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Operation Delta


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The West African Government had been eyeing Nigeria for some time, with the coastal area along the Gulf of Guinea being prized to guard Sao Tome and Principe plus to secure more naval bases and a screen around West African areas of the Gulf of Guinea. Secretly they had moved forces along the border with Nigeria, the 1st Army of Two Armoured,  Four Mechanised and Ten Infantry Divisions. 


The 1st Army would go into action at 05:00 Hours with a sharp pre attack artillery bombardment to gain full tactical surprise, concentrating on local enemy units. At the same time, air sorties attacked rear areas and militia bases to sow confusion. Ground units thrust across the border on a broad front, pushing aside local resistance on the border. Within a few hours the militia units in these areas had been eliminated and the advance continued supported by constant air attacks by the West African Air Force.


By the end of the First Day of Fighting a significant amount of Nigeria had been secured, though resistance was stiffening as the shock of the assault began to wear off the Nigerian Militia units.



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Day Two would be characterised by sweeping advancing of West African forces against a slightly collapsed Militia defence. Combined Air and Ground strikes had forced the Militiamen defending each area back with heavy losses, though collateral damage had been kept to a minimum with buildings only being destroyed if absolutely necessary.


The West African Navy was also making a good contribution with Tomahawk Cruise Missile strikes hitting key targets in the Capital Abuja with supporting fire on targets along the coastal areas. The 1st Army had suffered so far Thirty Five Dead and Four Hundred and Twenty Seven wounded, due to ambushes and stiff resistance in some areas which had to be cleared with house to house fighting.


However as Day Two ended, the Militia had launched local counter attacks plus the West African Commander's order to be more cautious had slowed the advance to a halt. Both sides would now regroup as the lines now remained in their current places.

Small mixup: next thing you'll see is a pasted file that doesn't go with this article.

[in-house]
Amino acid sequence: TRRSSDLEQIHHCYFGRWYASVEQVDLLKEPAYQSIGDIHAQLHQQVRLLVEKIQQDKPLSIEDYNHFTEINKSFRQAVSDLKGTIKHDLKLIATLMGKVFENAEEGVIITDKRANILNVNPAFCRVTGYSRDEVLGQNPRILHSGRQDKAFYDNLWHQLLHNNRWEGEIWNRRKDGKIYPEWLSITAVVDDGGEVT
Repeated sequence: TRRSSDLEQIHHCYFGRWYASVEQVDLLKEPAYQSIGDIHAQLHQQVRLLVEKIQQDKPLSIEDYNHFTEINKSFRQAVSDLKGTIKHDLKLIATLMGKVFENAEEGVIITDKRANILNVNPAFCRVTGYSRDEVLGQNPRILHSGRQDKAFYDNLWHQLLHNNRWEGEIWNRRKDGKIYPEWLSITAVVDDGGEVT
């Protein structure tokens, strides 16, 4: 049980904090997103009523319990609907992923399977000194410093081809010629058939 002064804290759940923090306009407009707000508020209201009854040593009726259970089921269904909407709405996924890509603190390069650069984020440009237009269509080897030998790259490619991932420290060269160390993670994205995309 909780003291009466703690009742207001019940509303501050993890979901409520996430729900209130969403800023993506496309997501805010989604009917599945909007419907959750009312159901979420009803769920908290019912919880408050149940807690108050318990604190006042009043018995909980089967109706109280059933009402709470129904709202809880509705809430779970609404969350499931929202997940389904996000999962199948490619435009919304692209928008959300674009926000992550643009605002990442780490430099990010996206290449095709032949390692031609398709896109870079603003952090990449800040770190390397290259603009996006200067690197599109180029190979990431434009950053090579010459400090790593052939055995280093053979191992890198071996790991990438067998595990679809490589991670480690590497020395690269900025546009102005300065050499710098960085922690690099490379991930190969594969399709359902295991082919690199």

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The Third Day was characterised by the West African Army entering that morning into the Nigerian Capital Abuja. The City had been abandoned by the Nigerian Militia Forces, leaving the population to welcome the West African units streaming in to occupy the city. All the West African Army soldiers entering the City would behave as instructed, beginning to establish a Military Presence which would also bring the Military Headquarters for the future Nigeria Province Forces Command which would come into being after full annexation.


Elsewhere the advance continued albeit at a slower pace as the Militia began to realise that they were now running out of time. They continued to use ambushes and even now Vehicle Borne IEDs to harass the advancing West African forces. Time was running out for them though, as their numbers had dropped from around Six Hundred Thousand Fighters to about half that number.


The bulge projecting west of Abuja would be reinforced, to prevent it from being squeezed out. New units made from Nigerian Volunteers were being formed to be the Nigeria Province Forces, though this would take time.


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By Day Three the war was pretty much over. The Militia forces had promptly collapsed, with its leaders inviting a West African delegation to negotiate. By the end of the day an agreement was signed ending the fighting. West African forces would without harassment begin occupying the Western Areas of Nigeria, effectively absorbing it into the West African Republic.


In Abuja, the West African Administration would begin its duties as the new overseer of the Nigerian areas. Current laws would stay in place, with a Nigerian Interim Council being appointed preceeding Election of a Permanent One. The new era in Nigeria had now begun.

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